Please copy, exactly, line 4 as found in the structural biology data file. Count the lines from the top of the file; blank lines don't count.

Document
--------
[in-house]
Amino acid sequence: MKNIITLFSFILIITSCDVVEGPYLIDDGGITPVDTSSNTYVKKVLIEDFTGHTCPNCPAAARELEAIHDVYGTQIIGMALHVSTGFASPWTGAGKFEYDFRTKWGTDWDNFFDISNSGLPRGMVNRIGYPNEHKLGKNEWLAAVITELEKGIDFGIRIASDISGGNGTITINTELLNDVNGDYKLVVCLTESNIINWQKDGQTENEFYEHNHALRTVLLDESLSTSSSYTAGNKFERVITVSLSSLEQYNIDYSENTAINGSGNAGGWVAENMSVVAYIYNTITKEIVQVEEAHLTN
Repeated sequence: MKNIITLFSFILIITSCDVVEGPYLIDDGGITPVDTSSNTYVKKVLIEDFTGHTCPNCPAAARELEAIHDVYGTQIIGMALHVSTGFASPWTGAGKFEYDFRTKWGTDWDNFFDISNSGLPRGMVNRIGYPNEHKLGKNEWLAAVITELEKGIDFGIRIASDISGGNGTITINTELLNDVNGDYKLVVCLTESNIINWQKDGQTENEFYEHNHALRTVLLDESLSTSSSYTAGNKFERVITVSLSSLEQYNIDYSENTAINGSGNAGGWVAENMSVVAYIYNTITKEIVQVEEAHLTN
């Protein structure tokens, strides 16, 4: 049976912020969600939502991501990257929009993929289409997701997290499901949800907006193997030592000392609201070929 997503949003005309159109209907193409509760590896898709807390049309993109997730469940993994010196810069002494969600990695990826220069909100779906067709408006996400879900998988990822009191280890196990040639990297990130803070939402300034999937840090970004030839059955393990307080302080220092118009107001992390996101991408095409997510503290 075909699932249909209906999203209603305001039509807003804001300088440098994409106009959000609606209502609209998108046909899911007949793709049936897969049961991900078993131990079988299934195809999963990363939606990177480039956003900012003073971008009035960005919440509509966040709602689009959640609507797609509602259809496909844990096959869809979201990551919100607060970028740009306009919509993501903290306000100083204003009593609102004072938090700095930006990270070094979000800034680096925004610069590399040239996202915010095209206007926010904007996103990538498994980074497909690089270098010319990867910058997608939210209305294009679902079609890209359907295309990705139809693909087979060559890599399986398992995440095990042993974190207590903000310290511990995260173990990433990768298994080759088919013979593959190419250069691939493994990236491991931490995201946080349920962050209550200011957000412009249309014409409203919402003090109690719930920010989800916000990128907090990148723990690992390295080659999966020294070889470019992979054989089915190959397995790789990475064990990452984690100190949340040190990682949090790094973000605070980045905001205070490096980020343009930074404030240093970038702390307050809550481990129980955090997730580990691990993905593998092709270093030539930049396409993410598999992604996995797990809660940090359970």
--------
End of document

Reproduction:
């Protein structure tokens, strides 16, 4: 049976912020969600939502991501990257929009993929289409997701997290499901949800907006193997030592000392609201070929 997503949003005309159109209907193409509760590896898709807390049309993109997730469940993994010196810069002494969600990695990826220069909100779906067709408006996400879900998988990822009191280890196990040639990297990130803070939402300034999937840090970004030839059955393990307080302080220092118009107001992390996101991408095409997510503290 075909699932249909209906999203209603305001039509807003804001300088440098994409106009959000609606209502609209998108046909899911007949793709049936897969049961991900078993131990079988299934195809999963990363939606990177480039956003900012003073971008009035960005919440509509966040709602689009959640609507797609509602259809496909844990096959869809979201990551919100607060970028740009306009919509993501903290306000100083204003009593609102004072938090700095930006990270070094979000800034680096925004610069590399040239996202915010095209206007926010904007996103990538498994980074497909690089270098010319990867910058997608939210209305294009679902079609890209359907295309990705139809693909087979060559890599399986398992995440095990042993974190207590903000310290511990995260173990990433990768298994080759088919013979593959190419250069691939493994990236491991931490995201946080349920962050209550200011957000412009249309014409409203919402003090109690719930920010989800916000990128907090990148723990690992390295080659999966020294070889470019992979054989089915190959397995790789990475064990990452984690100190949340040190990682949090790094973000605070980045905001205070490096980020343009930074404030240093970038702390307050809550481990129980955090997730580990691990993905593998092709270093030539930049396409993410598999992604996995797990809660940090359970």